The PEOPLE of the State of California, Plaintiff and Respondent, v. Roberto Nerios HERNANDEZ, Defendant and Appellant.
On appeal from a judgment of conviction for attempted murder with great bodily injury, appellant contends that the trial court erred in its interpretation and application of Penal Code provisions regarding his defenses of diminished capacity and insanity. We find no such error and affirm the judgment.
The salient facts are not in dispute. At about 11 p.m. on June 14, 1982, the victim, age 61, who was drunk, was attacked by appellant with a knife in the bathroom of a bar. The victim was cut along the jawbone, inside the mouth, and on the ear. Appellant stated that he was a revolutionary from El Salvador and told the victim, “ ‘I'm going to kill you because you killed my father.’ ” When the victim fell, appellant kicked him unconscious. Police apprehended appellant in the act of placing a green rope or cord around the victim's neck.
It appeared to the police that appellant had been drinking but was not intoxicated. Later he told them that he had been in the bathroom of the cafe, had stabbed a man with a pocket knife, and had intended to kill him because the man had killed appellant's father a few years before in El Salvador. He intended to strangle him, slowly, with the cord.
Appellant relied on a defense of diminished capacity and also pled not guilty by reason of insanity. Two psychiatrists testified in his behalf. The first, Dr. Hicks, found that appellant “had suffered from a schizophrenic disorder, paranoid type, in remission.” When questioned about the possible relationship between appellant's crime and his delusion regarding the victim having killed his father, Dr. Hicks stated, “․ the individual might feel that a stranger on the street was an individual that had killed his father or had done so in the past. He may then, in revening himself upon the person who in his delusion had done this terrible act, form the intent to kill this person to get even. The capacity to form the intent is there, but the reason to form that intent is the product of the psychotic illness.” The doctor then opined that appellant was insane, within the M'Naghten test, at the time of the act and stated that “[i]n the context of the delusion” appellant did not understand the wrongfulness of his act and did not have the ability to understand the nature and quality of his act.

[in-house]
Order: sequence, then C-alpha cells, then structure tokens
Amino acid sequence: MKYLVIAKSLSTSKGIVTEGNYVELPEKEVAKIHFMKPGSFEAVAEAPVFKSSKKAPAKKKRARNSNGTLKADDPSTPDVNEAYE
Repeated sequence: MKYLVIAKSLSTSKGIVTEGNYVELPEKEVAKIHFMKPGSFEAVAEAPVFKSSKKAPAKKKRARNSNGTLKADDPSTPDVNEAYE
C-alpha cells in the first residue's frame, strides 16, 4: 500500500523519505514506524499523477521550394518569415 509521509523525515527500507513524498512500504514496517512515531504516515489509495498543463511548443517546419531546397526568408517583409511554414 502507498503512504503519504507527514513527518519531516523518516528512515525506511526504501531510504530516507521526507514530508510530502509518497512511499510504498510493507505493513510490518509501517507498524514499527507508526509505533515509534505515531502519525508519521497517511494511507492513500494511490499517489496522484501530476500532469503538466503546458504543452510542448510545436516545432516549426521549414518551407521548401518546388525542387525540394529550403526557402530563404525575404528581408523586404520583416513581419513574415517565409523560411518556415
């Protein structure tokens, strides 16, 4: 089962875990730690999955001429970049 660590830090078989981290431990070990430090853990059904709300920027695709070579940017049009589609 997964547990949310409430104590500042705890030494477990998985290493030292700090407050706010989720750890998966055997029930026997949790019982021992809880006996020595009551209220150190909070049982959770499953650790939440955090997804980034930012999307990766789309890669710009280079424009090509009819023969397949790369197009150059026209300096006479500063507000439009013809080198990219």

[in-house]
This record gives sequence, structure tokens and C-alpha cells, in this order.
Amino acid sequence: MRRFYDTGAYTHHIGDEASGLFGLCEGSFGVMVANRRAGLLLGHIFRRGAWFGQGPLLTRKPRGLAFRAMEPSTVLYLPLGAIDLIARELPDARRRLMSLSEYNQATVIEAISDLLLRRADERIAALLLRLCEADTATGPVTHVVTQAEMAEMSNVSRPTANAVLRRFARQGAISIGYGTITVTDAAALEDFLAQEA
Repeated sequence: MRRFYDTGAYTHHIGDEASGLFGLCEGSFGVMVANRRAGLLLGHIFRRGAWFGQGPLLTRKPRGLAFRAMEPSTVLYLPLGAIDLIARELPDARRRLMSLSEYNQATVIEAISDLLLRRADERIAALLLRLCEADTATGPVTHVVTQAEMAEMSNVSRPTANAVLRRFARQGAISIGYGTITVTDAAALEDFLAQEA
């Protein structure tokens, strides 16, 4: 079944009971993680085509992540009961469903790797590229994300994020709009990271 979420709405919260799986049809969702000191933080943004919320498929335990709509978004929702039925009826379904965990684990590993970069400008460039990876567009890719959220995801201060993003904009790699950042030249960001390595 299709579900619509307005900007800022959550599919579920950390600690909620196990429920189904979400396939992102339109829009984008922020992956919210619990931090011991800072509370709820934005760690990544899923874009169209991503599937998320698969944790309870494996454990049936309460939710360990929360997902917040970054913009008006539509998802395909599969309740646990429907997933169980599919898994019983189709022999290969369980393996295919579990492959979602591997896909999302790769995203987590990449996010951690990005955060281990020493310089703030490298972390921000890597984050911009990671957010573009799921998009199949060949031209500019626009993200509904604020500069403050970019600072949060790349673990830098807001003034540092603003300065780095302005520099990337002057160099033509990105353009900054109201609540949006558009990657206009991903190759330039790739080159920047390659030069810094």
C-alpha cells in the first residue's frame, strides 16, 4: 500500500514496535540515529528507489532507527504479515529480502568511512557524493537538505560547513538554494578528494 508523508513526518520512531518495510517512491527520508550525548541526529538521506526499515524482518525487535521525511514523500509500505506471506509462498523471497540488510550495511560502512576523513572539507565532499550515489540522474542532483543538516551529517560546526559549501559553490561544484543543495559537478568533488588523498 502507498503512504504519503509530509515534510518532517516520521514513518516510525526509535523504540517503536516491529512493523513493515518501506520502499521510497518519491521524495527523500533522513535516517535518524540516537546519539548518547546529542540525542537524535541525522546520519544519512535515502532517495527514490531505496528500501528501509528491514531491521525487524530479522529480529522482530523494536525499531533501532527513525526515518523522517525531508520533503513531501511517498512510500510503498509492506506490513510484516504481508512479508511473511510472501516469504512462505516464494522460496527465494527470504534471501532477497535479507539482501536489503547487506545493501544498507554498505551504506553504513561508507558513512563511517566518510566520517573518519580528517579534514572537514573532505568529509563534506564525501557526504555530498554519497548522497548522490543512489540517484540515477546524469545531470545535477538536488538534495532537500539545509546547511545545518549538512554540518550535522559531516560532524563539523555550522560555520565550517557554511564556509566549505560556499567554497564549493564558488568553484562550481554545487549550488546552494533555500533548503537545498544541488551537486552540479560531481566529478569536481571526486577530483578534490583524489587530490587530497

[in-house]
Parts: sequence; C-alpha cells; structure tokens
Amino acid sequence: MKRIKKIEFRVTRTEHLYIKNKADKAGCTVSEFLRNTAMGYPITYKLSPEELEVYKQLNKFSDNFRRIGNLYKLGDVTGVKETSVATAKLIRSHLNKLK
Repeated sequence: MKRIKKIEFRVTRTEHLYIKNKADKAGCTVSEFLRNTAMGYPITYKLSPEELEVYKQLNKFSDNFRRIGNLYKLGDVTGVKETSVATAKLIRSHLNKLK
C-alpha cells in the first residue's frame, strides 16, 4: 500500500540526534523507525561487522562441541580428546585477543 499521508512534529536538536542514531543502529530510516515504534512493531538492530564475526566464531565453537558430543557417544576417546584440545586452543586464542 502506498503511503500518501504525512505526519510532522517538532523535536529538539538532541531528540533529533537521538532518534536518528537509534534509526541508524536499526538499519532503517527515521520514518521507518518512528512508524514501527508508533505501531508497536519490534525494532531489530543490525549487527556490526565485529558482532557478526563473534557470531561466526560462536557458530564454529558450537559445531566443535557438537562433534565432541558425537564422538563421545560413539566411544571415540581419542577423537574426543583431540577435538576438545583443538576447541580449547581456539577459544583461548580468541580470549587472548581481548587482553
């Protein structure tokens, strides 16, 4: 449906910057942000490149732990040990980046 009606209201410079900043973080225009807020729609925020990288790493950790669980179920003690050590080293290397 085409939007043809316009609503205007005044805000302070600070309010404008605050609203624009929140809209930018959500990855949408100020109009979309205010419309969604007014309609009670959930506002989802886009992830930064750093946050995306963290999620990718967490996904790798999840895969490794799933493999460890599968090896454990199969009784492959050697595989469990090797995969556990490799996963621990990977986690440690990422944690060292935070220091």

Dr. Fithian agreed that appellant had “[p]robable schizophrenia, paranoid type” and that he was not sane at the time of the offense. In his opinion appellant did not know right from wrong because of his delusional system. He believed that appellant knew he was using a knife and hurting someone but that he did not have much control over his acts.
Under the law applicable to this proceeding (People v. Smith (1983) 34 Cal.3d 251, 193 Cal.Rptr. 692, 667 P.2d 149), the defense of diminished capacity had been abolished, but evidence of mental disease, defect, or disorder was admissible on the issue of whether appellant actually formed the requisite intent to commit the crime. (Pen.Code, §§ 25, 28; People v. Jackson (1984) 152 Cal.App.3d 961, 199 Cal.Rptr. 848, hg. den. May 31, 1984.) Also, the test to be applied where a defense of insanity was presented had been changed by initiative (Proposition 8) adopted June 8, 1982, from the American Law Institute's Model Penal Code standard back to the M'Naghten rule. (Pen.Code, § 25, subd. (b); see People v. Fields (1983) 35 Cal.3d 329, 368, fn. 19, 197 Cal.Rptr. 803, 673 P.2d 680; see generally People v. Drew (1978) 22 Cal.3d 333, 149 Cal.Rptr. 275, 583 P.2d 1318.)